Aboriginal and Torres Strait Islander people

Find information and resources on how to engage Aboriginal and Torres Strait Islander patients in cervical screening.


For patients

You can provide these resources to patients to help them before, during and post screening. See the full resource library.

    Before screening appointment

    During screening appointment

    Post screening appointment

    For health care providers

    You can use these resources to prepare for an appointment with an Aboriginal and Torres Strait Islander woman:


    Compared to non-Indigenous people, Aboriginal and Torres Strait Islander women are more likely to:

    • develop invasive cervical cancer
    • die from cervical cancer.

    We have limited data on Indigenous women’s participation in screening. Studies suggest participation in cervical screening is 18 percentage points lower for Indigenous women than for non-Indigenous women.

    It’s likely that the higher incidence and mortality from cervical cancer among Aboriginal and or Torres Strait Islander women is linked to:

    • under-screening
    • late detection of pre-cancerous lesions.


    There are general barriers that people face in participating in cervical screening. Aboriginal and Torres Strait Islander women face extra barriers relating to:

    • shame, fear and embarrassment about cervical screening and cancer
    • distrust of healthcare providers, mainstream providers and government services.
    • lack of culturally sensitive and appropriate health services.
    • lack of Indigenous and female healthcare providers.
    • negative cultural perceptions about cancer – for example fatalistic and superstitious attitudes
    • perceptions of cervical screening as unnecessary
    • lack of access to health services due to distance, remoteness and transport.
    • low knowledge or awareness of the importance and benefits of cancer screening.
    • women’s prioritisation of family needs before their own health
    • lack of Indigenous-specific, culturally relevant educational resources (e.g speaking posters, as very few local Central Australian languages are written or read)
    • history of sexual assault
    • language and literacy barriers.

    Ways to engage

    The strategies below are effective in engaging Aboriginal and Torres Strait Islander women in cervical screening.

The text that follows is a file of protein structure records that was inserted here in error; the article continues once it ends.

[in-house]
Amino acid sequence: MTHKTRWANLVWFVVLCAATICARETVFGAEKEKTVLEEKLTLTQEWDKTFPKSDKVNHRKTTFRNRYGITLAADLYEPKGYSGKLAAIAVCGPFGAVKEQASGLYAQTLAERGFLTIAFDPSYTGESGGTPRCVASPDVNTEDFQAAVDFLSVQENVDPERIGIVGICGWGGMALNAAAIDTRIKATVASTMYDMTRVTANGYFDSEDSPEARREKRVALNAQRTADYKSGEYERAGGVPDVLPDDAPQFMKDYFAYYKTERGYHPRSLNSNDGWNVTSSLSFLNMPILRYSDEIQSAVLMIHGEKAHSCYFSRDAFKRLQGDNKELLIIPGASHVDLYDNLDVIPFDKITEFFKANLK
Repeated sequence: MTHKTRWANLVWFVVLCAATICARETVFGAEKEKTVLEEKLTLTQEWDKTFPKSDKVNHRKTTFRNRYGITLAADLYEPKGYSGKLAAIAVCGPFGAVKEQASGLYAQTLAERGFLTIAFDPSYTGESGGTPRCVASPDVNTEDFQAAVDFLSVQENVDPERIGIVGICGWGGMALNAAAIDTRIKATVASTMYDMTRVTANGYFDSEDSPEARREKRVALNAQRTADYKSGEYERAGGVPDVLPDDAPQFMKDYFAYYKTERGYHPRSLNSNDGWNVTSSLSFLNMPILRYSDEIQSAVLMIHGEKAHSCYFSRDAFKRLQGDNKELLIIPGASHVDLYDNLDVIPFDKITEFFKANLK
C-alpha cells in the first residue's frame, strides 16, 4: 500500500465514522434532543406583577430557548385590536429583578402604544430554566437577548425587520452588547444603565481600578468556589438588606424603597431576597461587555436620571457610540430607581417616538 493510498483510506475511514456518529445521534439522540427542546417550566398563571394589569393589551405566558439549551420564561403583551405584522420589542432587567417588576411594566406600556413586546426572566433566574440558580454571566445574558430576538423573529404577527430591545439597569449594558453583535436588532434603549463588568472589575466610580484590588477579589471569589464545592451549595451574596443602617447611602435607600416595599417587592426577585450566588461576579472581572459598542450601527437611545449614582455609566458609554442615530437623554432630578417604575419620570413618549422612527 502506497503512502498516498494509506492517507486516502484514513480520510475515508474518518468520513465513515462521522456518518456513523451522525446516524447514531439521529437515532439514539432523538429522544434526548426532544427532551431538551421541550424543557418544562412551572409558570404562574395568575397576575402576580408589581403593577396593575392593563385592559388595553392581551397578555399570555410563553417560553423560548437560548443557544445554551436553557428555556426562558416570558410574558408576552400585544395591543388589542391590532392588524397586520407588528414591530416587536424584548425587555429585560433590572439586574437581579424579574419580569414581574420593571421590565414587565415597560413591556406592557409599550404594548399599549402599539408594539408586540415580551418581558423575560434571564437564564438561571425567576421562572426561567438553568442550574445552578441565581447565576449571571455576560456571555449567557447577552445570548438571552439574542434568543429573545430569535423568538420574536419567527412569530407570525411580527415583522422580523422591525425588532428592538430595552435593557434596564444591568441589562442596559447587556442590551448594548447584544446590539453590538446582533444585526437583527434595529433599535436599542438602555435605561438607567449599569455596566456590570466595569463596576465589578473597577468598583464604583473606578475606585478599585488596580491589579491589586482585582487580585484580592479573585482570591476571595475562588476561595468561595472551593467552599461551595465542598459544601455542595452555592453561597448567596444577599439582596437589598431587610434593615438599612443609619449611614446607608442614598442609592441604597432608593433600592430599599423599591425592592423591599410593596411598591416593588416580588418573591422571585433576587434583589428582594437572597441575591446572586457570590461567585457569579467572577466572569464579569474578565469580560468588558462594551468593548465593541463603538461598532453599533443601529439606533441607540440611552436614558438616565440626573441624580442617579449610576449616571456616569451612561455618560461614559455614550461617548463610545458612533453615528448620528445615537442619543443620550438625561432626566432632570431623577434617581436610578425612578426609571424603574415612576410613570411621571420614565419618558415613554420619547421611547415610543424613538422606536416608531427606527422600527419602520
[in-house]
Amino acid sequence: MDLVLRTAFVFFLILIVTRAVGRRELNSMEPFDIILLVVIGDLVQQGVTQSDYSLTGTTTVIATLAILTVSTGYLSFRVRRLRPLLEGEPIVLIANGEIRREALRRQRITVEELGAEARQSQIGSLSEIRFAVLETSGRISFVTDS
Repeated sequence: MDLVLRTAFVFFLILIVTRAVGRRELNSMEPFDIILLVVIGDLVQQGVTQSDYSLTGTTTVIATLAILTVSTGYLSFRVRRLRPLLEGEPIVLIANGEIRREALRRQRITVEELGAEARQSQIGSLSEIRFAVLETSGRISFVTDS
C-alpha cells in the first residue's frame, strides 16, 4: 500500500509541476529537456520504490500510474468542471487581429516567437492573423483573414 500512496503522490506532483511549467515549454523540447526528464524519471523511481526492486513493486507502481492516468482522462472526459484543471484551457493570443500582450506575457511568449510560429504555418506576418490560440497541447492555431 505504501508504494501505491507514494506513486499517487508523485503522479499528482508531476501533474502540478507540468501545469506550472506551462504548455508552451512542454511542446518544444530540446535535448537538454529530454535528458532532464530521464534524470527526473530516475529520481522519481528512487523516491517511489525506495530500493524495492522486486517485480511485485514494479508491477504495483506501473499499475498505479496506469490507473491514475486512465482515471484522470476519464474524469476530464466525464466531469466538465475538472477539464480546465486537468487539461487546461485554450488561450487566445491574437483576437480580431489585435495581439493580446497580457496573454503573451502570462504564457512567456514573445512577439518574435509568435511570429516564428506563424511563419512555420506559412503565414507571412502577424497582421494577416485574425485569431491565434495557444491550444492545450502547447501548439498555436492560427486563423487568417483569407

Cultural safety training

    Cultural safety training for healthcare providers and practice staff will help to build an understanding of culturally-based attitudes towards:

    • disease
    • the importance of culture and tradition
    • women’s business.

    Culturally safe environment

    • Ensure that your health service is culturally safe – including culturally appropriate, easy-to-understand resources and Indigenous art.
    • Employ Indigenous staff, especially females, as doctors, health workers, nurses, receptionists or liaison officers.

    Service flexibility

    • Offer mobile screening services to Aboriginal communities, flexible appointments, group transportation and/or transportation assistance.
    • Offer opportunistic screening where possible.

    Choice of provider

    • Provide opportunities for women to choose between male/female, doctor/nurse, Indigenous/non-Indigenous cervical screening providers.
    • Healthcare providers could refer patients to health services that are more acceptable to perform cervical screening (for example, an Aboriginal medical service).

    Choice of screening method

    • Offer the choice of either self-collection or clinician-collection screening options.
    • Explain the pros and cons of each option, including follow-up requirements if HPV is detected on a self-collected vaginal sample.
    • Consider offering home-based self-collection (e.g. via a telehealth consultation) where appropriate.
    • If clinician-collection is chosen some of the below points may assist.
      • Some patients may prefer to insert their own speculum and it can be helpful to offer this option.
      • Providing instructions on calming and deep breathing techniques can also help the patient to relax.
      • A prescription of vaginal oestrogen cream before the appointment can decrease pain or discomfort for post-menopausal patients.
      • Provide a mirror in case the patient wants to view their own cervix.

    Appropriate communication

    • Healthcare providers should use clear and respectful language.
    • Provide information in the Indigenous community about services offered.
    • Let the patient know that the appointment is private and confidential.
    • Patients can bring a relative or friend with them to help them feel more comfortable.
    • Patients can ask for a female nurse or doctor.
    Date last updated:

    Help us improve health.gov.au

    If you would like a response please use the enquiries form instead.